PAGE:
As yet I had spoken to no one, nor did anybody seem to take notice of me; I stood lonely enough: but to that feeling of isolation I was accustomed; it did not oppress me much. I leant against a pillar of the verandah, drew my grey mantle close about me, and, trying to forget the cold which nipped me without, and the unsatisfied hunger which gnawed me within, delivered myself up to the employment of watching and thinking. My reflections were too undefined and fragmentary to merit record: I hardly yet knew where I was; Gateshead and my past life seemed floated away to an immeasurable distance; the present was vague and strange, and of the future I could form no conjecture. I looked round the convent-like garden, and then up at the house—a large building, half of which seemed grey and old, the other half quite new. The new part, containing the schoolroom and dormitory, was lit by mullioned and latticed windows, which gave it a church-like aspect; a stone tablet over the door bore this inscription:—

LOWOOD INSTITUTION.

This portion was rebuilt A.D. ——, by Naomi Brocklehurst,
of Brocklehurst Hall, in this county.

“Let your light so shine before men, that they may see your good works, and glorify your Father which is in heaven.”—St. Matt. v. 16.

I read these words over and over again: I felt that an explanation belonged to them, and was unable fully to penetrate their import. I was still pondering the signification of “Institution,” and endeavouring to make out a connection between the first words and the verse of Scripture, when the sound of a cough close behind me made me turn my head. I saw a girl sitting on a stone bench near; she was bent over a book, on the perusal of which she seemed intent: from where I stood I could see the title—it was “Rasselas;” a name that struck me as strange, and consequently attractive. In turning a leaf she happened to look up, and I said to her directly—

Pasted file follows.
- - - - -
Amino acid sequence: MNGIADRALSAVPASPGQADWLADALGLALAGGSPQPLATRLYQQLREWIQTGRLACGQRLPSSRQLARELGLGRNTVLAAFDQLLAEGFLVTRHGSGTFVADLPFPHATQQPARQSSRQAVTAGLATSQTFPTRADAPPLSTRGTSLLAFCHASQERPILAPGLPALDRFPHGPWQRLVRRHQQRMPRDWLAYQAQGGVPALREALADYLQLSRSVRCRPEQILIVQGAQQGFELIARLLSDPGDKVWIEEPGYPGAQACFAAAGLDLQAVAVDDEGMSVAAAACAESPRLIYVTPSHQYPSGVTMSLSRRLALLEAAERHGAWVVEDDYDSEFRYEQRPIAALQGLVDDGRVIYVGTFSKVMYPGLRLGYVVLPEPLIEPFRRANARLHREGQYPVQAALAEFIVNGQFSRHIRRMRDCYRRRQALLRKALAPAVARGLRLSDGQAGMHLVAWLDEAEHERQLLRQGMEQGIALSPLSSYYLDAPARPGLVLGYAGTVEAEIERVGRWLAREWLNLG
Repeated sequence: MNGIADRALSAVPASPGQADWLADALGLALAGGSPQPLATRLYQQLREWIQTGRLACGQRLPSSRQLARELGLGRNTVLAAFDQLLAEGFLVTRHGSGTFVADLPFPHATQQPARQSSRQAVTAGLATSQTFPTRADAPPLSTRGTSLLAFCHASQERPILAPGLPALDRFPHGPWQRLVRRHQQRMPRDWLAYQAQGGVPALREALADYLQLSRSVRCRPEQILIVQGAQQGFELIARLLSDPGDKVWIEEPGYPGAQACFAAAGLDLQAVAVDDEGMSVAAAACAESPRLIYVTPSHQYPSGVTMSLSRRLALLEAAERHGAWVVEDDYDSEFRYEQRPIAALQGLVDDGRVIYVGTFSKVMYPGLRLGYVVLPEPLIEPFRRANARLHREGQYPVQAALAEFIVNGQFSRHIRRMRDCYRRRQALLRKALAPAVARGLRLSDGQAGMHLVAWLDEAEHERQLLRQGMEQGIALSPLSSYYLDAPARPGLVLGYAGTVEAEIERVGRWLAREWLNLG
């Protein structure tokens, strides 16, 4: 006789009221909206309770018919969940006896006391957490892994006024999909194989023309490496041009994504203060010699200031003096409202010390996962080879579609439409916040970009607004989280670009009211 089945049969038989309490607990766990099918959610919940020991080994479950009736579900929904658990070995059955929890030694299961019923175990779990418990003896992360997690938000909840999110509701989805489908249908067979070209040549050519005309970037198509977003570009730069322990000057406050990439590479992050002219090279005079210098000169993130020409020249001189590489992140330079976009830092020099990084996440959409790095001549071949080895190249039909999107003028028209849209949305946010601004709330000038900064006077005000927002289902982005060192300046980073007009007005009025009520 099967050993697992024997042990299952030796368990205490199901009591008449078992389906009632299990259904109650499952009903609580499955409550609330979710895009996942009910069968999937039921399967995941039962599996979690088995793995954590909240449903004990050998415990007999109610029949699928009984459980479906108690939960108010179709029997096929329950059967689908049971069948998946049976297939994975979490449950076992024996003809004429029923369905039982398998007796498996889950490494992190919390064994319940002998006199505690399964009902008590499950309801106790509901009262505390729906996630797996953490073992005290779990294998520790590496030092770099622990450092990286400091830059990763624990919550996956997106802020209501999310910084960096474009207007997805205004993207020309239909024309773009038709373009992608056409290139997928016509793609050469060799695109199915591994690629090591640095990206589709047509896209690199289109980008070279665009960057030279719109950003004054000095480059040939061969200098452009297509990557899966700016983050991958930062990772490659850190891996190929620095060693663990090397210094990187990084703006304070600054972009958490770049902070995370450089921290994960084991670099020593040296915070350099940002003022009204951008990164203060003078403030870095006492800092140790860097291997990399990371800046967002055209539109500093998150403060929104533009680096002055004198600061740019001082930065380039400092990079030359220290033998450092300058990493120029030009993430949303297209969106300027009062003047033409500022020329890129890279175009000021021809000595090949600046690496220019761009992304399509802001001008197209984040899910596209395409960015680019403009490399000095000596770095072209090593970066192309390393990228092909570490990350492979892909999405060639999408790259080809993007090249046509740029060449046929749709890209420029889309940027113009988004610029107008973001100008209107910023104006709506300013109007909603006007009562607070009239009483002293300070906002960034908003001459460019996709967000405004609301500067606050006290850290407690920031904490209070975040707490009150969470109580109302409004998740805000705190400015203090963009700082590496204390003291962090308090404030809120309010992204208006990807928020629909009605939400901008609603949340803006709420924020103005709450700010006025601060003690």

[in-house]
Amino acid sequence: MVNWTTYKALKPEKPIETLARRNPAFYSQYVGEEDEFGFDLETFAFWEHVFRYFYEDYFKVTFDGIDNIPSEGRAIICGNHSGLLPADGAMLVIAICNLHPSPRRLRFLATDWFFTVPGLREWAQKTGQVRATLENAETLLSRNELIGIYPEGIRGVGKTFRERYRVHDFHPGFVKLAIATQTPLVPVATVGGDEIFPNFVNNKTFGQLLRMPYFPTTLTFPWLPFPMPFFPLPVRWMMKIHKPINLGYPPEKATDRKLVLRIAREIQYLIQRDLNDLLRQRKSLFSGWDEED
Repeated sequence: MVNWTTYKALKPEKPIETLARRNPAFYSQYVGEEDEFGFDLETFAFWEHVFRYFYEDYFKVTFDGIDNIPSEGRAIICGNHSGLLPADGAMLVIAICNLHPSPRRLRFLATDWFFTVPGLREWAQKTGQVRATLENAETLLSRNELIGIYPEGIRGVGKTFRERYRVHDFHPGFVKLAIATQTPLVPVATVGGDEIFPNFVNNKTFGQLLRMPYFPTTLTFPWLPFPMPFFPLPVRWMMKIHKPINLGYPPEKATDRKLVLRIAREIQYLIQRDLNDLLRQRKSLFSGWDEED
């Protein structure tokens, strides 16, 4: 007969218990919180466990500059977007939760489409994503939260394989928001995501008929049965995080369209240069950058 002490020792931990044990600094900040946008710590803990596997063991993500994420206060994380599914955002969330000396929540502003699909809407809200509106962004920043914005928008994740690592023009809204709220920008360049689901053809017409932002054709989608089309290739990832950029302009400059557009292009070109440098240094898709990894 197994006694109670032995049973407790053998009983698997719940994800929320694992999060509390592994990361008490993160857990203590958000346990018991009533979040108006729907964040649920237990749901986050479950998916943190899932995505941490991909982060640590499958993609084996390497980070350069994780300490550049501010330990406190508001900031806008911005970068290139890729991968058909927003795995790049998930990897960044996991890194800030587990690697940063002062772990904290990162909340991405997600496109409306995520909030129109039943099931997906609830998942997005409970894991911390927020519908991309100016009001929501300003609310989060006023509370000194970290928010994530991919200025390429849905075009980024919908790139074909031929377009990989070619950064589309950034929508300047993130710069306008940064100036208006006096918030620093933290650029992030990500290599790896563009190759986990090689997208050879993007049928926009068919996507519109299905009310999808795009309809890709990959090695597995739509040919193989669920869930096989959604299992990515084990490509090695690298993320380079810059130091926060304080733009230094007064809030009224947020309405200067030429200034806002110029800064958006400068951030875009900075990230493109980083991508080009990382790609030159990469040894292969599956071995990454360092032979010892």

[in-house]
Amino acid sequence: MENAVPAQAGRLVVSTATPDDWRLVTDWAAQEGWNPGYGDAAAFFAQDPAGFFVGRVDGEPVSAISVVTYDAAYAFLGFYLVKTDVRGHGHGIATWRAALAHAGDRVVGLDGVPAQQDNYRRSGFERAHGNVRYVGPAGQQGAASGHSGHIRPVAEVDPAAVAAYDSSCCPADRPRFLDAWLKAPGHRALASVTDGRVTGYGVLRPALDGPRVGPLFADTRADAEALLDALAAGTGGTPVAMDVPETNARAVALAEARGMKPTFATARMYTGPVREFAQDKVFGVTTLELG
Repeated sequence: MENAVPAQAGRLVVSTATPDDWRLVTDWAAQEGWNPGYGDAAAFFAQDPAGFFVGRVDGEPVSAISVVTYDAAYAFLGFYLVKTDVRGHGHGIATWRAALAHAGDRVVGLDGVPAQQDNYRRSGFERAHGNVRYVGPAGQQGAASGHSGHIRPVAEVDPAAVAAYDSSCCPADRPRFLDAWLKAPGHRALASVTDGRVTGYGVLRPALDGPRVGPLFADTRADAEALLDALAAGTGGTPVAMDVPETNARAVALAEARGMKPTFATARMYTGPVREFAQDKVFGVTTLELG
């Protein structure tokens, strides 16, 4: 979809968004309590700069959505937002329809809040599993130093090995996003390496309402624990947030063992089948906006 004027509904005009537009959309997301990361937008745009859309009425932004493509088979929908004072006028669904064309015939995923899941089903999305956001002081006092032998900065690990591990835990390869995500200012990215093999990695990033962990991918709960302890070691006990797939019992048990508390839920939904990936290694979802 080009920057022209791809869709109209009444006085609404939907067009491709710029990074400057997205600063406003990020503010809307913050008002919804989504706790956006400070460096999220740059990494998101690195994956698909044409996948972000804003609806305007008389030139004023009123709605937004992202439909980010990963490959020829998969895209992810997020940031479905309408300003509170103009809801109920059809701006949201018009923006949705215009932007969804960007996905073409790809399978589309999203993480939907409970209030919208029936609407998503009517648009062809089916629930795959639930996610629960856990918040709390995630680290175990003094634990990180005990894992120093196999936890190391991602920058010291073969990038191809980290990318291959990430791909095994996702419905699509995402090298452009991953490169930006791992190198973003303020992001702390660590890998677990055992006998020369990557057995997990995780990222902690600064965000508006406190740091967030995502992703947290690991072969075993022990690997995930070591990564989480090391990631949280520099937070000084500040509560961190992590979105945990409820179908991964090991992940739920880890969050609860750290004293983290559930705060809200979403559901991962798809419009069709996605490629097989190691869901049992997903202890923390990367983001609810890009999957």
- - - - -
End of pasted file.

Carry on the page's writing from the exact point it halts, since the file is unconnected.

“Is your book interesting?” I had already formed the intention of asking her to lend it to me some day.

“I like it,” she answered, after a pause of a second or two, during which she examined me.

“What is it about?” I continued. I hardly know where I found the hardihood thus to open a conversation with a stranger; the step was contrary to my nature and habits: but I think her occupation touched a chord of sympathy somewhere; for I too liked reading, though of a frivolous and childish kind; I could not digest or comprehend the serious or substantial.

“You may look at it,” replied the girl, offering me the book.

I did so; a brief examination convinced me that the contents were less taking than the title: “Rasselas” looked dull to my trifling taste; I saw nothing about fairies, nothing about genii; no bright variety seemed spread over the closely-printed pages. I returned it to her; she received it quietly, and without saying anything she was about to relapse into her former studious mood: again I ventured to disturb her—

“Can you tell me what the writing on that stone over the door means? What is Lowood Institution?”

“This house where you are come to live.”

“And why do they call it Institution? Is it in any way different from other schools?”

“It is partly a charity-school: you and I, and all the rest of us, are charity-children. I suppose you are an orphan: are not either your father or your mother dead?”

“Both died before I can remember.”

“Well, all the girls here have lost either one or both parents, and this is called an institution for educating orphans.”

“Do we pay no money? Do they keep us for nothing?”

“We pay, or our friends pay, fifteen pounds a year for each.”

“Then why do they call us charity-children?”

“Because fifteen pounds is not enough for board and teaching, and the deficiency is supplied by subscription.”

“Who subscribes?”

“Different benevolent-minded ladies and gentlemen in this neighbourhood and in London.”

“Who was Naomi Brocklehurst?”

“The lady who built the new part of this house as that tablet records, and whose son overlooks and directs everything here.”

“Why?”